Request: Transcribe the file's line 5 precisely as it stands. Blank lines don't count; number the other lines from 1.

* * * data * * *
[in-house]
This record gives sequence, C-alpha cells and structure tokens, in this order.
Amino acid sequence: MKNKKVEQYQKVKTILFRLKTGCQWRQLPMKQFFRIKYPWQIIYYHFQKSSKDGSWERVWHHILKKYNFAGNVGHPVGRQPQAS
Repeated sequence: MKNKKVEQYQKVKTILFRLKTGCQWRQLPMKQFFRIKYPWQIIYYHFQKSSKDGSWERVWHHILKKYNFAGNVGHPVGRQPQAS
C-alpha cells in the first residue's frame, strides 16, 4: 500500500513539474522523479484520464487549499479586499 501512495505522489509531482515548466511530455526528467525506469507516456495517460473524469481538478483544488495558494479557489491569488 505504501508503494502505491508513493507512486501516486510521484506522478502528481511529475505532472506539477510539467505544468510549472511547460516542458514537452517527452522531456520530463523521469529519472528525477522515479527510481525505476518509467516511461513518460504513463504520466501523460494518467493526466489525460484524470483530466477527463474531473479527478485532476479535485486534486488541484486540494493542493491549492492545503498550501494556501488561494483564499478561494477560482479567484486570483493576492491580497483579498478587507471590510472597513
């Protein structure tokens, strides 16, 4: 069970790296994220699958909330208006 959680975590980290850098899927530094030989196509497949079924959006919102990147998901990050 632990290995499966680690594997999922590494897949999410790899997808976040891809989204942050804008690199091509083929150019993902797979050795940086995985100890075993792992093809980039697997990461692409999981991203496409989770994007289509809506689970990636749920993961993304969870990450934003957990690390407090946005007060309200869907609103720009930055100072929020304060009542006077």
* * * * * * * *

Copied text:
C-alpha cells in the first residue's frame, strides 16, 4: 500500500513539474522523479484520464487549499479586499 501512495505522489509531482515548466511530455526528467525506469507516456495517460473524469481538478483544488495558494479557489491569488 505504501508503494502505491508513493507512486501516486510521484506522478502528481511529475505532472506539477510539467505544468510549472511547460516542458514537452517527452522531456520530463523521469529519472528525477522515479527510481525505476518509467516511461513518460504513463504520466501523460494518467493526466489525460484524470483530466477527463474531473479527478485532476479535485486534486488541484486540494493542493491549492492545503498550501494556501488561494483564499478561494477560482479567484486570483493576492491580497483579498478587507471590510472597513